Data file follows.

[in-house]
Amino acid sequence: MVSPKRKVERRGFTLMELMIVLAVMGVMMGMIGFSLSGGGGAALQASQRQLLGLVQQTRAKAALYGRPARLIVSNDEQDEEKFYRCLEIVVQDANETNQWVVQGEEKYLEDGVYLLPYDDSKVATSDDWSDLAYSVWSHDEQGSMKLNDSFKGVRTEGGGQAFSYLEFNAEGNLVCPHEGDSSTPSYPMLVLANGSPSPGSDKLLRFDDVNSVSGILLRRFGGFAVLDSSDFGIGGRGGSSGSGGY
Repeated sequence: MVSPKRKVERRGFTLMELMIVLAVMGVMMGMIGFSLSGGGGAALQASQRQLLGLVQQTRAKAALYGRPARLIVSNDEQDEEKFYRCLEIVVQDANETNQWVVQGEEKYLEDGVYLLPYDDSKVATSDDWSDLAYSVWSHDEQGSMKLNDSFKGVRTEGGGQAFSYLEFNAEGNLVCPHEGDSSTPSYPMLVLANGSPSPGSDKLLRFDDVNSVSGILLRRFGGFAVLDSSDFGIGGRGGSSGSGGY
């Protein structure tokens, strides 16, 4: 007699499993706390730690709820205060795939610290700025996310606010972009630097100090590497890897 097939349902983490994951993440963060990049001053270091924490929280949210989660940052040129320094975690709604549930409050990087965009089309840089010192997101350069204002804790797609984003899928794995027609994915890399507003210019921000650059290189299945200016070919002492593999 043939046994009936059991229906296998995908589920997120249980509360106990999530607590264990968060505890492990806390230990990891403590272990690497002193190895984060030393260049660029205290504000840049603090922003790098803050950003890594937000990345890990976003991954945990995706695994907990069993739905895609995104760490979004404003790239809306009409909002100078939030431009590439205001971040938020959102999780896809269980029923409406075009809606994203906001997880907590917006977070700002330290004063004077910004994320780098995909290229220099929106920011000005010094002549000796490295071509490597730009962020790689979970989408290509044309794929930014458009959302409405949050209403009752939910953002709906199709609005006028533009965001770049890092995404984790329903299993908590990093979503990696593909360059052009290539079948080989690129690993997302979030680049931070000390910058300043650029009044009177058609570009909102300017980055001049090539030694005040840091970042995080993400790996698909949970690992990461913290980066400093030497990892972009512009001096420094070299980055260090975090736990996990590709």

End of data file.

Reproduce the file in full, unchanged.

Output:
[in-house]
Amino acid sequence: MVSPKRKVERRGFTLMELMIVLAVMGVMMGMIGFSLSGGGGAALQASQRQLLGLVQQTRAKAALYGRPARLIVSNDEQDEEKFYRCLEIVVQDANETNQWVVQGEEKYLEDGVYLLPYDDSKVATSDDWSDLAYSVWSHDEQGSMKLNDSFKGVRTEGGGQAFSYLEFNAEGNLVCPHEGDSSTPSYPMLVLANGSPSPGSDKLLRFDDVNSVSGILLRRFGGFAVLDSSDFGIGGRGGSSGSGGY
Repeated sequence: MVSPKRKVERRGFTLMELMIVLAVMGVMMGMIGFSLSGGGGAALQASQRQLLGLVQQTRAKAALYGRPARLIVSNDEQDEEKFYRCLEIVVQDANETNQWVVQGEEKYLEDGVYLLPYDDSKVATSDDWSDLAYSVWSHDEQGSMKLNDSFKGVRTEGGGQAFSYLEFNAEGNLVCPHEGDSSTPSYPMLVLANGSPSPGSDKLLRFDDVNSVSGILLRRFGGFAVLDSSDFGIGGRGGSSGSGGY
């Protein structure tokens, strides 16, 4: 007699499993706390730690709820205060795939610290700025996310606010972009630097100090590497890897 097939349902983490994951993440963060990049001053270091924490929280949210989660940052040129320094975690709604549930409050990087965009089309840089010192997101350069204002804790797609984003899928794995027609994915890399507003210019921000650059290189299945200016070919002492593999 043939046994009936059991229906296998995908589920997120249980509360106990999530607590264990968060505890492990806390230990990891403590272990690497002193190895984060030393260049660029205290504000840049603090922003790098803050950003890594937000990345890990976003991954945990995706695994907990069993739905895609995104760490979004404003790239809306009409909002100078939030431009590439205001971040938020959102999780896809269980029923409406075009809606994203906001997880907590917006977070700002330290004063004077910004994320780098995909290229220099929106920011000005010094002549000796490295071509490597730009962020790689979970989408290509044309794929930014458009959302409405949050209403009752939910953002709906199709609005006028533009965001770049890092995404984790329903299993908590990093979503990696593909360059052009290539079948080989690129690993997302979030680049931070000390910058300043650029009044009177058609570009909102300017980055001049090539030694005040840091970042995080993400790996698909949970690992990461913290980066400093030497990892972009512009001096420094070299980055260090975090736990996990590709």